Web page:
Friday, April 8, 2011


He's my rebound dog.  Sweet.  Adorable.  BIG.  Bruce.  I don't know why he chose me but I think he knew I needed him.  When he was brought out of the kennel, he came up to me and gave me the most gentle welcome.  He put his paw up for me as I knelt down and petted him.  When I rubbed his ears he immediately slumped onto his back looking for belly rubs.  The workers that took him out said that he's usually shy, so it was odd that he warmed up to me so quickly.  He acted as if he knew me.  I knew then that I would be taking him home.

The humane society labeled him as Rottweiler/Shepherd mix because of his coloring.  But the vet said he looked more like a bloodhound mix.  I researched the Black and Tan Coonhound, which he resembles very much.  I'm thinking he's mixed with that and Lab or something.  He bays like a hound dog.  Walks with his nose to the ground trailing a scent with his tail up.  And he's got such a droopy face.  I don't care what he's mixed with, I love him.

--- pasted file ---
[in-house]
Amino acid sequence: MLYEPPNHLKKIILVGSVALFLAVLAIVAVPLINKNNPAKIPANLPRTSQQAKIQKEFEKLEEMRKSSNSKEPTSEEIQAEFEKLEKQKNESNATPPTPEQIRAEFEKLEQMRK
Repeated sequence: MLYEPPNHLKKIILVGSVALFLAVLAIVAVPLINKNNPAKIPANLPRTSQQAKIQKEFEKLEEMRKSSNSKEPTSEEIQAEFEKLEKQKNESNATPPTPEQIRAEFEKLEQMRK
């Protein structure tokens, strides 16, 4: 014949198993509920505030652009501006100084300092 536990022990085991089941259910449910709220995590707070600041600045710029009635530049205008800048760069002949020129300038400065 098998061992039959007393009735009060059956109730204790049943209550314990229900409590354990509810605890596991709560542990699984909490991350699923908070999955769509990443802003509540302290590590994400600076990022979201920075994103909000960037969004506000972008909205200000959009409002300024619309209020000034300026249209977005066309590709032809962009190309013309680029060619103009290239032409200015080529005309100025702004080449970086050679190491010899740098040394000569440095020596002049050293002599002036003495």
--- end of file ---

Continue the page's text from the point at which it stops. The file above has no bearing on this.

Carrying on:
He's great with the kids, super gentle despite his 77lbs.  And he actually loves kids.  Very patient.  And all he wants is to be rubbed on.  He's such a ham.  All this goodness aside, though, there is one thing that breaks my heart about him.  He has hip and elbow dysplasia.  The poor guy was in a lot of pain-- so much that his front legs shake when he sits.  So our vet, who is just wonderful, suggested some treatments for him.